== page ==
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The Interrobang

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Mary Norris and Jane Caro: Why does ‘i’ come before ‘e’, except after ‘c’?

Listen to Mary Norris and Jane Caro: Why does ‘i’ come before ‘e’, except after ‘c’?

In the hierarchy of improbable things, a grammatical error in the pages of the New Yorker must certainly sit close to the top – and as copy editor at the notoriously fastidious literary institution, Mary Norris has been at the frontline of the fight against errant apostrophes for several decades. 

Mary Norris and Jane Caro (Connor Tomas O'Brien)

In conversation with Jane Caro at The Interrobang, Norris shared the story of her ascendance to the throne of the comma queen. Beginning her working life as a ‘foot-checker’ at a public pool in Cleveland, Norris noted that her life has followed a classic ‘foot-checker to fact-checker/from toes to prose’ trajectory.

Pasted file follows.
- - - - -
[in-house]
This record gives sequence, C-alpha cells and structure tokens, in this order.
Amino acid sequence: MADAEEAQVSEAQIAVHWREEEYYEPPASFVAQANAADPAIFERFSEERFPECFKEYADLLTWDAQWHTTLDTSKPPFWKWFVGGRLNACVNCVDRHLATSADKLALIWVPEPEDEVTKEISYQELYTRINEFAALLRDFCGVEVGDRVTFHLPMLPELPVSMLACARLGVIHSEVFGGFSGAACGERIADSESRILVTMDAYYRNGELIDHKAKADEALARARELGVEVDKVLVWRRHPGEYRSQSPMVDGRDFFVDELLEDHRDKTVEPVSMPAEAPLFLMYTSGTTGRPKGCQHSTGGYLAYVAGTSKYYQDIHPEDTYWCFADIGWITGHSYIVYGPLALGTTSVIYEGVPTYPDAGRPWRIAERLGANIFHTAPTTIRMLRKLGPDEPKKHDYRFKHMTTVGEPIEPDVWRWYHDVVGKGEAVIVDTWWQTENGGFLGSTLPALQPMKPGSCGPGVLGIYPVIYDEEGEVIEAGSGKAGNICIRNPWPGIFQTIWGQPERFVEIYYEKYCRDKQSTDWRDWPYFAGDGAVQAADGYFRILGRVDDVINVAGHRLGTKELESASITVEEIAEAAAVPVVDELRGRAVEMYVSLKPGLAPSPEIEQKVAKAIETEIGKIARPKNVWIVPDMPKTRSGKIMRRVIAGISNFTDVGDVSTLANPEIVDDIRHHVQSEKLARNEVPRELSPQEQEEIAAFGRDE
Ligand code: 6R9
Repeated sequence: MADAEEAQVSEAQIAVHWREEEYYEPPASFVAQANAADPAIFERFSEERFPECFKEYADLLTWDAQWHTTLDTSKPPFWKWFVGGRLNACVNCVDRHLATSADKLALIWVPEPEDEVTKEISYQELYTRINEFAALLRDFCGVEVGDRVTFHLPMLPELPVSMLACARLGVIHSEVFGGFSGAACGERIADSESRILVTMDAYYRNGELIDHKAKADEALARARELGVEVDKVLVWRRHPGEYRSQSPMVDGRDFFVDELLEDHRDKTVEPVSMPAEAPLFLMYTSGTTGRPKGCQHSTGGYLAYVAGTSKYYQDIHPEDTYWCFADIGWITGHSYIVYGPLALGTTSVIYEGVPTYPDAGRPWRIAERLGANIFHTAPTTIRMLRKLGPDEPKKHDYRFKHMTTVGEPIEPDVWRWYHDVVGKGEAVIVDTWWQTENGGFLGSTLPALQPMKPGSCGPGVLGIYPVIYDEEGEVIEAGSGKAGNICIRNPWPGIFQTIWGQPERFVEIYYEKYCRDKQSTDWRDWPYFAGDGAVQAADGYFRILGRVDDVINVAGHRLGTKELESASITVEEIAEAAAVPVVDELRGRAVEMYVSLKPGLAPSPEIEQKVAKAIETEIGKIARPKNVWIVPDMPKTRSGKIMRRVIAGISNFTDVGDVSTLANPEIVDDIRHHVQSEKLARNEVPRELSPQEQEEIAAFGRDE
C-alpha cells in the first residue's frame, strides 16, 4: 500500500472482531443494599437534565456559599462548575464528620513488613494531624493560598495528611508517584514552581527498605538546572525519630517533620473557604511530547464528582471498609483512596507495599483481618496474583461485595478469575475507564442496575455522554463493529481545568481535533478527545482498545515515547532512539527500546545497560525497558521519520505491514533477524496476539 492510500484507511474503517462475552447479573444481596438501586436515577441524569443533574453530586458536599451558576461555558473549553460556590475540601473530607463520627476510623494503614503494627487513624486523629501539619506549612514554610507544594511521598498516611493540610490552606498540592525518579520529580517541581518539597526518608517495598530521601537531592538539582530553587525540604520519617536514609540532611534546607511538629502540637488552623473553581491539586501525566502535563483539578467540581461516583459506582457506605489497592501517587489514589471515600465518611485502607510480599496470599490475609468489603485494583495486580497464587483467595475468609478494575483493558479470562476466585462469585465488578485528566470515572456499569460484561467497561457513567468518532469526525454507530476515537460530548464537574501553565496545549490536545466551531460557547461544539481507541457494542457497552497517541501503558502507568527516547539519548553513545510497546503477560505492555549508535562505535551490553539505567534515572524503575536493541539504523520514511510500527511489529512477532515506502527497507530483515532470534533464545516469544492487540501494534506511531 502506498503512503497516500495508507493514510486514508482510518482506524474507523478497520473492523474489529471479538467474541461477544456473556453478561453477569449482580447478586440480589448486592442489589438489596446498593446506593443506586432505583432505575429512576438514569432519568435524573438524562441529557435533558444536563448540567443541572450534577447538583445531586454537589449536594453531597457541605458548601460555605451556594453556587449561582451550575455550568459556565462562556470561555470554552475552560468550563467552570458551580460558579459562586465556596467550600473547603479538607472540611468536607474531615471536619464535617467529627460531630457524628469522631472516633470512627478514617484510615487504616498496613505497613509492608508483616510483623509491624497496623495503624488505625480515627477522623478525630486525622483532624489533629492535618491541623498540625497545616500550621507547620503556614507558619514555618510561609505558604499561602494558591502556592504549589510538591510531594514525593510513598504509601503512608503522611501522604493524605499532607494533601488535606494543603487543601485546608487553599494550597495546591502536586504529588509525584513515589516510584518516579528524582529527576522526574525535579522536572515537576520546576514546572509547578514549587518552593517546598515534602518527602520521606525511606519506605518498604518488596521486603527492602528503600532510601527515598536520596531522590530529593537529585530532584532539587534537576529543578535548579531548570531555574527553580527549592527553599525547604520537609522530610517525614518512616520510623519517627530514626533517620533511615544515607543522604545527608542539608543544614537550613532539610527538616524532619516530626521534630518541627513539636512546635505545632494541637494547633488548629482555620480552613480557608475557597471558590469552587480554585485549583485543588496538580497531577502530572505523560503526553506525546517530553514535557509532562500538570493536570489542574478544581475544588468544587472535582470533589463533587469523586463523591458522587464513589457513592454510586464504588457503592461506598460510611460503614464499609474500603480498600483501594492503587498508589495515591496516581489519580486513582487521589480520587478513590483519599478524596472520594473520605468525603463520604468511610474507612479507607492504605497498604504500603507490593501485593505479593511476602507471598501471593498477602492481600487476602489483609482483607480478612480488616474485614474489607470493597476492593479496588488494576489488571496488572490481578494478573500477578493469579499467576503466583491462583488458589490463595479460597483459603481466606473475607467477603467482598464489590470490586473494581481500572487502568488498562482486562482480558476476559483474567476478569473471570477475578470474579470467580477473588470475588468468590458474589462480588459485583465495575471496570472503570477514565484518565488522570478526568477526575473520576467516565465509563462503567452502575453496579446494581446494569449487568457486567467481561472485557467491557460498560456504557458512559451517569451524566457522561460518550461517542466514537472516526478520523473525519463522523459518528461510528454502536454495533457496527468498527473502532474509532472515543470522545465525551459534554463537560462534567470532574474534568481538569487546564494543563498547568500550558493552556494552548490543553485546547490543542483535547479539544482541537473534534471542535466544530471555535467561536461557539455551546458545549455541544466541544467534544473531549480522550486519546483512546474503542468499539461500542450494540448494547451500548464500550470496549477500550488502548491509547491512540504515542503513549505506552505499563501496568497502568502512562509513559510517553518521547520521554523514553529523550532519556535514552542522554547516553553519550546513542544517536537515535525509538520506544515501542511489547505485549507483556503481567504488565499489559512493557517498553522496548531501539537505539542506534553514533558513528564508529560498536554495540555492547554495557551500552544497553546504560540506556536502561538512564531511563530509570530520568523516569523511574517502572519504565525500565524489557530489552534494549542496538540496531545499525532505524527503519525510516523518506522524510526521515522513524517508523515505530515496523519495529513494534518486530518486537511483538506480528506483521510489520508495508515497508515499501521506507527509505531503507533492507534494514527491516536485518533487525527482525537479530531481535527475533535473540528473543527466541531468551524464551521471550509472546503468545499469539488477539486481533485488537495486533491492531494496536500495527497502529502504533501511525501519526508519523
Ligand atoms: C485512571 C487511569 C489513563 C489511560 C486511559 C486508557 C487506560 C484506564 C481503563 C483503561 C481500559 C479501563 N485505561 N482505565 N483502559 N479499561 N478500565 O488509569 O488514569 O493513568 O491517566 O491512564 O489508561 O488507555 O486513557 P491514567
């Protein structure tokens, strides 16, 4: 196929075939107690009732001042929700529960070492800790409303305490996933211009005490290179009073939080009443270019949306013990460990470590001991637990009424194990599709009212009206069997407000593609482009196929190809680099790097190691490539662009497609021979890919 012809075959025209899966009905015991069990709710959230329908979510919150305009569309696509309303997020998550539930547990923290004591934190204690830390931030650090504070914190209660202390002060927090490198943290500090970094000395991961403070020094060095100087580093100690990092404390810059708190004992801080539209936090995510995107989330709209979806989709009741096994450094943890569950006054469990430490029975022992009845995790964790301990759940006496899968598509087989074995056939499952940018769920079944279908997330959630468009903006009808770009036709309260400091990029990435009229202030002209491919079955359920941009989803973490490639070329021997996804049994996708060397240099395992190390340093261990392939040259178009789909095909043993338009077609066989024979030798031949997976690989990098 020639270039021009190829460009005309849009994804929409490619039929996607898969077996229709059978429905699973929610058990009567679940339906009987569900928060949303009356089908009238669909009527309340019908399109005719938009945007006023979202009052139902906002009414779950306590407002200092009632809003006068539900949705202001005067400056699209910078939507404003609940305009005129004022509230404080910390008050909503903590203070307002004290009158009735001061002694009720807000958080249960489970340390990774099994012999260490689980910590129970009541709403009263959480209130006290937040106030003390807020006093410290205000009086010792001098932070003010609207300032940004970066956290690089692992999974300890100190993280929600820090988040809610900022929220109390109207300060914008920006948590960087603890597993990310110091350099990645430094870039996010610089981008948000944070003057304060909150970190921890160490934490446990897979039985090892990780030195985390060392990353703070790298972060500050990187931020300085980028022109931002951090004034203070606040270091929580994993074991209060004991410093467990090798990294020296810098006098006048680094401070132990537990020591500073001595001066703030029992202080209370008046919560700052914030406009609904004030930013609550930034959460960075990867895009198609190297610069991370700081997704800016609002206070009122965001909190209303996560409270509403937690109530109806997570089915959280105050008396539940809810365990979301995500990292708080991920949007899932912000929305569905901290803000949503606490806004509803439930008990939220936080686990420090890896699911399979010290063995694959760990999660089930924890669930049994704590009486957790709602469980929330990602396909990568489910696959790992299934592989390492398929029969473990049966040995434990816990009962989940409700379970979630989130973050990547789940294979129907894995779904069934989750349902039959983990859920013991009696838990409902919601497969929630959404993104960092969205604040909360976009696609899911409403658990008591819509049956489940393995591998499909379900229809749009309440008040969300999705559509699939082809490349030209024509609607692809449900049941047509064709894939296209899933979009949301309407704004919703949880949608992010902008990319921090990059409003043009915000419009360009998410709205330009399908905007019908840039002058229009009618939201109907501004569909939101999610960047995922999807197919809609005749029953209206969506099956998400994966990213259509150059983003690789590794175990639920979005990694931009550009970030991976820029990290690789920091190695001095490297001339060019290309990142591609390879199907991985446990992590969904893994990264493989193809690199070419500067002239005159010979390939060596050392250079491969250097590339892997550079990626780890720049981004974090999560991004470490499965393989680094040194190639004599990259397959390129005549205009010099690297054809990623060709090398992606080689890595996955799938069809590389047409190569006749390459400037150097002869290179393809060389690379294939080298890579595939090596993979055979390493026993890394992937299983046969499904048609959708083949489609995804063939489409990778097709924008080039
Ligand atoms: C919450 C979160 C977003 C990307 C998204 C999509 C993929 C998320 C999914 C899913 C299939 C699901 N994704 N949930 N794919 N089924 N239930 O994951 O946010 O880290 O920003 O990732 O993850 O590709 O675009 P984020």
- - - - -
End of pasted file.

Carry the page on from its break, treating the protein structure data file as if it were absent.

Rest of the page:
Contrary to popular belief, Norris admitted during the conversation, errors do slip into the pages of the New Yorker. Her first? Erroneously rendering ‘chaise longue’ as ‘chaise lounge’. An easy mistake to make, but it was an error that wasn’t readily overlooked. ‘Are the glory years of the New Yorker gone forever?’ asked a reader, in a typewritten letter that an elder copy editor made sure to circulate around the office. (‘They certainly are!’, the copy editor had made sure to scribble underneath.)

The New Yorker’s style guide is famously opinionated, sometimes obstinately so. ‘The Democrats coöperate to reëlect the President,’ Norris has offered, as an example of a sentence that could be found in no other magazine. Still, she told Caro, ‘When writers complain about the New Yorker style, I think, “You’re writing for the New Yorker; shut up”.’ 

Listen to the full discussion – featuring digressions into the battle between editors and writers in driving linguistic change, the dire need for a second person plural, the stylistic flexibility of the dash, and a meta-discussion on the interrobang. Bow down to the comma queen!

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